A Cheat Sheet For The Casual Beer Drinker

A Cheat Sheet For The Casual Beer Drinker

If you’re a beer connoisseur, a well thought out beer menu is cause for excitement. But if you’re someone who enjoys a beer every once in awhile but would by no means call yourself an expert, that same menu can be overwhelming. You’ll probably scan the list for something you recognize and order that, or ask the bartender for some recommendations only to hear phrases like “light lager” or “hoppy IPA”. If the extent of your beer knowledge is the difference between Budweiser and Bud Light in a bottle, can, or pint, that kind of beer-specific advice isn’t going to be much help.

Obviously, the best way to figure out what you like is to go out and start drinking some beer. But it’s always nice to know a little bit about what you’re getting yourself into. With this cheat sheet, you’ll know exactly what to order next time you’re at a place that doesn’t really have a Budweiser vibe.

Lager, which is German for storeroom or warehouse, uses a process of cool fermentation followed by maturation in cold storage. It is distinguished by the use of a particular yeast called Saccharomyces pastorianus and is considered the most widely consumed and commercial available style of beer. It can come in pale, golden, amber or dark, but pale is the most common and most popular.

Order this: Corona, Stella Artois, Tsingtao, Heineken

A porter is a dark beer that is originally from London. It’s a well-hopped beer made from brown malt, which means it usually has a pretty distinctive flavour. Although it used to be considered a stronger beer, these days it’s considered no different than others in alcohol content. Many breweries make seasonal porters adding flavours like pumpkin, honey, vanilla, plum, and more.

Order this: Fuller’s London Porter, Millstreet’s Coffee Porter, Millstreet’s Vanilla Porter

Sour beers are becoming more popular lately with their intentional acidic or tart flavours. The most common sour beers are Belgian, and usually wild yeast is introduced into the brew to give it that fermented flavour. Another method is to add fruit during the aging process to encourage a secondary fermentation. It takes a long time to mature, so sour beers can be risky for breweries to undertake—but their rarity is what makes them more in demand.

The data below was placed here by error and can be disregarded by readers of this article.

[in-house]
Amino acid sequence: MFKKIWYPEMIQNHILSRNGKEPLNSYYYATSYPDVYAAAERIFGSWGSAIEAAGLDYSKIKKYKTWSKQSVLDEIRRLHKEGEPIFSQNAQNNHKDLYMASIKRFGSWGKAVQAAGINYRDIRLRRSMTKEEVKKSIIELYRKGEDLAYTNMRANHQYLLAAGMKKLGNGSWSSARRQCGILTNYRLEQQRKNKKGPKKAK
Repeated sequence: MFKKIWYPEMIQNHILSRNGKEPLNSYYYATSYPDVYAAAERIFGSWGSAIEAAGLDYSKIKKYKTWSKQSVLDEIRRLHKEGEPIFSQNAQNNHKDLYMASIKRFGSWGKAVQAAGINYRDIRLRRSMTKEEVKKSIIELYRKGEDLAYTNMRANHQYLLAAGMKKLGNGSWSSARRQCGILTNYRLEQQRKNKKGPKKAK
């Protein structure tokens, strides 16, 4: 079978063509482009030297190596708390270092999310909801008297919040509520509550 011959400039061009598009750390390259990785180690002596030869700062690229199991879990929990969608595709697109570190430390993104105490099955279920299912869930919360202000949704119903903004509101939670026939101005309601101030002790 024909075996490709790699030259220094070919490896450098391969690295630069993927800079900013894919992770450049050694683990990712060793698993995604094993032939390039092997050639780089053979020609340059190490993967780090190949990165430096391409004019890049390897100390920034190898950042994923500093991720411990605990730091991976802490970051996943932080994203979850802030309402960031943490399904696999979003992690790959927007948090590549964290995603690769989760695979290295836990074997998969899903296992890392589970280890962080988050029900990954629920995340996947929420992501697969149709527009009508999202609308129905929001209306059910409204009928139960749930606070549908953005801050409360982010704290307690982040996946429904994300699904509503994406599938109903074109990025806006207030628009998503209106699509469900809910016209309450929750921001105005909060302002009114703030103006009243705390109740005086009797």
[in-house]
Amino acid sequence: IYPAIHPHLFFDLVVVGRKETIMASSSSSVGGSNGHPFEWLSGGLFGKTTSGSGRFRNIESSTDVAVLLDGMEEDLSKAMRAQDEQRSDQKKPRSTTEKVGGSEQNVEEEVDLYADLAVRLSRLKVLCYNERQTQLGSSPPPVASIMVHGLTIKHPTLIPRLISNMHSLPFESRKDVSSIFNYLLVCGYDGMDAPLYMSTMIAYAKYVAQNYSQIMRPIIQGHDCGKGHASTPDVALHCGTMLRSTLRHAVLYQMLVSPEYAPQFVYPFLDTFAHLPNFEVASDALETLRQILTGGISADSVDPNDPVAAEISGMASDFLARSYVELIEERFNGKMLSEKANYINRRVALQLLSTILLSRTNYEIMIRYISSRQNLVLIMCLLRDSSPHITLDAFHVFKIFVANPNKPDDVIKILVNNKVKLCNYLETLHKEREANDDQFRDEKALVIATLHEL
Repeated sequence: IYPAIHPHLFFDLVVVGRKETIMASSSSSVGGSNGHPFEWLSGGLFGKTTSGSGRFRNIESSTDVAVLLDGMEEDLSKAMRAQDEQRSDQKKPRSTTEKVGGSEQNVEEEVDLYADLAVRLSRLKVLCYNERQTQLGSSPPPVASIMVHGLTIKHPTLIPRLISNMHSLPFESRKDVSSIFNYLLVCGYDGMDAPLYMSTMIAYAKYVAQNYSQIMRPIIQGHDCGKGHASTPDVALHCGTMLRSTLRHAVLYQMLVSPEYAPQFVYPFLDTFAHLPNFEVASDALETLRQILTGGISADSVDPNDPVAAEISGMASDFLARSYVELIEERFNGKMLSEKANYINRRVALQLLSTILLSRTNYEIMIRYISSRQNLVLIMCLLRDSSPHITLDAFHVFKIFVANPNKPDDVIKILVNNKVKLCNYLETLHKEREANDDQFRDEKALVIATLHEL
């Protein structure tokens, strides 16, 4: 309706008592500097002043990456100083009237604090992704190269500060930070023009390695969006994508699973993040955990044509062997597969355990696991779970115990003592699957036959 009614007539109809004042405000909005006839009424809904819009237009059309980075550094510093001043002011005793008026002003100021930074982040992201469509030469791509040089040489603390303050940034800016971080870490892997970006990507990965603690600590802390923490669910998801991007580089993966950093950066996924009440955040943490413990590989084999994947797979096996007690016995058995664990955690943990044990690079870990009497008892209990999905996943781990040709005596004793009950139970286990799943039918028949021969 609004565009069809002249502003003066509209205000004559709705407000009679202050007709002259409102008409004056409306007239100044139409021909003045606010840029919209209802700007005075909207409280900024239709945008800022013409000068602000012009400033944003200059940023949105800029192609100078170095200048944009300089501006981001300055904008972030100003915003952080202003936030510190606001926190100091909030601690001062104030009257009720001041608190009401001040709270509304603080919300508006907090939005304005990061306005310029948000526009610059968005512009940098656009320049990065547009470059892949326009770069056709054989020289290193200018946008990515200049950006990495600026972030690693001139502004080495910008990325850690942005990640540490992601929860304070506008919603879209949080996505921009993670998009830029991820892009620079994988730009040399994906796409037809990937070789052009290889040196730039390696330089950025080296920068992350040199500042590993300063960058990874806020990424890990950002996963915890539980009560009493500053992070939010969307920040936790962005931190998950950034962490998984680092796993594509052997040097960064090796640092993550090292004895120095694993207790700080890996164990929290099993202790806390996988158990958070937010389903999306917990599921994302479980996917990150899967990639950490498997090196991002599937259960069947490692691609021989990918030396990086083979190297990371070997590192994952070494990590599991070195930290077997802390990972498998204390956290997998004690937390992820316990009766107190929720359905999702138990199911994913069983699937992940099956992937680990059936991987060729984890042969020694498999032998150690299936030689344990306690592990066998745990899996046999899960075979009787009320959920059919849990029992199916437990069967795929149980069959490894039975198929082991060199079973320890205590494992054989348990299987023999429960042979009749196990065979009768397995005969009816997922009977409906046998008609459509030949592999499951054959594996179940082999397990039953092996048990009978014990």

Order this: Stillwater Insetto Sour Ale, Dues Brut Des Flanders, Blood Brothers Paradise Lost Dark & Sour

Cider comes in a number of styles ranging from very dry and tart to super sweet. It’s made from the fermented juice of apples so it has a distinctive apple flavour that beer doesn’t have. It’s most popular in the UK, but brands like Somersby have made the fruity beer alternative a hit in North America too. There are also pear and peach options and obviously, there is a lot more sugar in a cider than there is in most beers.

Order this: Magner’s Irish Cider, Blackthorn Dry, Brickworks Stadium Island Peach Cider

If you like a beer that has a strong flavour and after taste, an IPA is the way to go. An India Pale Ale, starts as an ale and gets its bitter flavour from the addition of hops. It can range in flavour depending on how long it is aged and the types of hops added and when, so there are really no two IPAs that are exactly the same. A couple must-try styles include a New England IPA and a British IPA.

Order this: Amsterdam Boneshaker IPA, Flying Monkeys Smashbomb Atomic IPA, Bellwoods Witchshark Imperial IPA

‘Stout’ literally means ‘strong’ so the term was originally used for the strongest beers, mostly porters. Later, stout became another word for a dark beer, so a stout is now consider a “strong, dark beer”. Made using roasted malt or barley, hops, water and yeast, there are a number of variations available including a milk stout, imperial stout, or Irish stout.

Order this: Millstreet Oatmeal Stout, Guinness Draught, Muskoka Winter Beard Double Chocolate Cranberry Stout

Wheat beers, which are popular in Germany and Belgium, are usually top-fermented which mean they are brewed with a large proportion of wheat relative to the amount of malted barley. The common “white beers” are generally light in colour and often flavoured with citrus and coriander and often served with an orange wedge.

Order this: Blanche de Chambly, Side Launch Wheat, Forked River Mojo Rhubarb Wheat Ale, Belgian Moon

A saison is a type of pale ale that is highly carbonated often with fruity or spicy undertones. Most brewers see a saison as a chance to get creative with ingredients and try something new, so it’s not usually a brew that’s available all year-round or even more than once. That’s why beer lovers always jump at the chance to try a saison that’s on tap at a brewery—it might not be there the next time the stop in.

Order this: Whatever is on tap

Tags: beer, casual beer drinker, Craft Beer

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